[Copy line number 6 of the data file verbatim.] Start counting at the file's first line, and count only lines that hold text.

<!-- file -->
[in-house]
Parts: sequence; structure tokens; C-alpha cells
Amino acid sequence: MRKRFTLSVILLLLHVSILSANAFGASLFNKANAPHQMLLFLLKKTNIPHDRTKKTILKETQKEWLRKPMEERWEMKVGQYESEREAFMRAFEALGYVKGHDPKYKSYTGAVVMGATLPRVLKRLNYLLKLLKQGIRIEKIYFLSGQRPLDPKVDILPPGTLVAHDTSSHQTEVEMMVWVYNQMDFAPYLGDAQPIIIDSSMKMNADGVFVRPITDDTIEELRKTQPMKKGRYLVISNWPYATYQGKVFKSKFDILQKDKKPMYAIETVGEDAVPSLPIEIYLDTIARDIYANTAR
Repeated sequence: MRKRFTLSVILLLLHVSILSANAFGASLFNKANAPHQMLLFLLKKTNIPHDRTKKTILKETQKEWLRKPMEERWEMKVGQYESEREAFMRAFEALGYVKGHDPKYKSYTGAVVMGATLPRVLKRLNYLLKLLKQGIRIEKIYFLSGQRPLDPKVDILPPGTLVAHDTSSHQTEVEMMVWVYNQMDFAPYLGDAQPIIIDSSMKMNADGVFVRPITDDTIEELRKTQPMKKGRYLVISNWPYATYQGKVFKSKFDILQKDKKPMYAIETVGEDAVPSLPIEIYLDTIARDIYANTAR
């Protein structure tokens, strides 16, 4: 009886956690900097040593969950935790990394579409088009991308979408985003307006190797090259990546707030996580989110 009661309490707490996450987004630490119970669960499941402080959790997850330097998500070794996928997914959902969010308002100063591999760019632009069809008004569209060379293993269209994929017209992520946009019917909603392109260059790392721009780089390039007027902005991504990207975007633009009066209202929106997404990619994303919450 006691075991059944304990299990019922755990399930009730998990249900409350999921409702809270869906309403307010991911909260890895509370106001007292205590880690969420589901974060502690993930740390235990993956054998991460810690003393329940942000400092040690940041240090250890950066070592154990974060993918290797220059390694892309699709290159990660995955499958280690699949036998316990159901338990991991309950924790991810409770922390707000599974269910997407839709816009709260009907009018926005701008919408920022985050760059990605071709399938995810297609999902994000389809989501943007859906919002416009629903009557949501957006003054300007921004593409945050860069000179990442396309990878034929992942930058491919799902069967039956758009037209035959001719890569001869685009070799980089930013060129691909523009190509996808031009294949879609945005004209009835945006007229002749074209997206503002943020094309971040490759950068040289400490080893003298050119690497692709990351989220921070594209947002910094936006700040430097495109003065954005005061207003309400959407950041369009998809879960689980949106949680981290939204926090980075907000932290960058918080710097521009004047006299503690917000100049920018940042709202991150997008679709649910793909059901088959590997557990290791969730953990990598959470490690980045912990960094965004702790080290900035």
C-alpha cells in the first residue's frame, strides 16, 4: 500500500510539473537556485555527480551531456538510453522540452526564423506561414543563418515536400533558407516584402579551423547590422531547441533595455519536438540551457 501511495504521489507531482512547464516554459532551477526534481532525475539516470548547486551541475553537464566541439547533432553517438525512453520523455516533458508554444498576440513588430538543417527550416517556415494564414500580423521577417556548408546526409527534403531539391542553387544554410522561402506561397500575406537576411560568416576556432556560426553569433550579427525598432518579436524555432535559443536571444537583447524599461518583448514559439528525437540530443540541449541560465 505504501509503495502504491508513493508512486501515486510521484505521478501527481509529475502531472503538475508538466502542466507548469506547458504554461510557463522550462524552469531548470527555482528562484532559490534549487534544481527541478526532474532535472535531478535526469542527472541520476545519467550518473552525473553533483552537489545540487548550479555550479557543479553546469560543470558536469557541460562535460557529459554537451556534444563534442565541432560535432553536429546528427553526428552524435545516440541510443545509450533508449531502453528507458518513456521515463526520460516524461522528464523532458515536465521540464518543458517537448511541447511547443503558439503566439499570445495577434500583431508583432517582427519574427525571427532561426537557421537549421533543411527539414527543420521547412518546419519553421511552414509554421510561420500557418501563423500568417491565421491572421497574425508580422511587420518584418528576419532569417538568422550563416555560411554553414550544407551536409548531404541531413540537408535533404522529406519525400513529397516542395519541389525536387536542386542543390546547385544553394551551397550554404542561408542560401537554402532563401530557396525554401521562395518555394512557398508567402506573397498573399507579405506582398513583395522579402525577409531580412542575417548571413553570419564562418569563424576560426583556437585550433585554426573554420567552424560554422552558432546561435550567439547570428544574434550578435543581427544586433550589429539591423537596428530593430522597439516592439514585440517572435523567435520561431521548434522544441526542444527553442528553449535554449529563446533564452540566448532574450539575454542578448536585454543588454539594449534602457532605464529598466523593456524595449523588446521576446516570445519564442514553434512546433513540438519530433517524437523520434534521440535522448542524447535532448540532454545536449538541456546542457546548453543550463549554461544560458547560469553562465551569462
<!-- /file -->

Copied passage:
C-alpha cells in the first residue's frame, strides 16, 4: 500500500510539473537556485555527480551531456538510453522540452526564423506561414543563418515536400533558407516584402579551423547590422531547441533595455519536438540551457 501511495504521489507531482512547464516554459532551477526534481532525475539516470548547486551541475553537464566541439547533432553517438525512453520523455516533458508554444498576440513588430538543417527550416517556415494564414500580423521577417556548408546526409527534403531539391542553387544554410522561402506561397500575406537576411560568416576556432556560426553569433550579427525598432518579436524555432535559443536571444537583447524599461518583448514559439528525437540530443540541449541560465 505504501509503495502504491508513493508512486501515486510521484505521478501527481509529475502531472503538475508538466502542466507548469506547458504554461510557463522550462524552469531548470527555482528562484532559490534549487534544481527541478526532474532535472535531478535526469542527472541520476545519467550518473552525473553533483552537489545540487548550479555550479557543479553546469560543470558536469557541460562535460557529459554537451556534444563534442565541432560535432553536429546528427553526428552524435545516440541510443545509450533508449531502453528507458518513456521515463526520460516524461522528464523532458515536465521540464518543458517537448511541447511547443503558439503566439499570445495577434500583431508583432517582427519574427525571427532561426537557421537549421533543411527539414527543420521547412518546419519553421511552414509554421510561420500557418501563423500568417491565421491572421497574425508580422511587420518584418528576419532569417538568422550563416555560411554553414550544407551536409548531404541531413540537408535533404522529406519525400513529397516542395519541389525536387536542386542543390546547385544553394551551397550554404542561408542560401537554402532563401530557396525554401521562395518555394512557398508567402506573397498573399507579405506582398513583395522579402525577409531580412542575417548571413553570419564562418569563424576560426583556437585550433585554426573554420567552424560554422552558432546561435550567439547570428544574434550578435543581427544586433550589429539591423537596428530593430522597439516592439514585440517572435523567435520561431521548434522544441526542444527553442528553449535554449529563446533564452540566448532574450539575454542578448536585454543588454539594449534602457532605464529598466523593456524595449523588446521576446516570445519564442514553434512546433513540438519530433517524437523520434534521440535522448542524447535532448540532454545536449538541456546542457546548453543550463549554461544560458547560469553562465551569462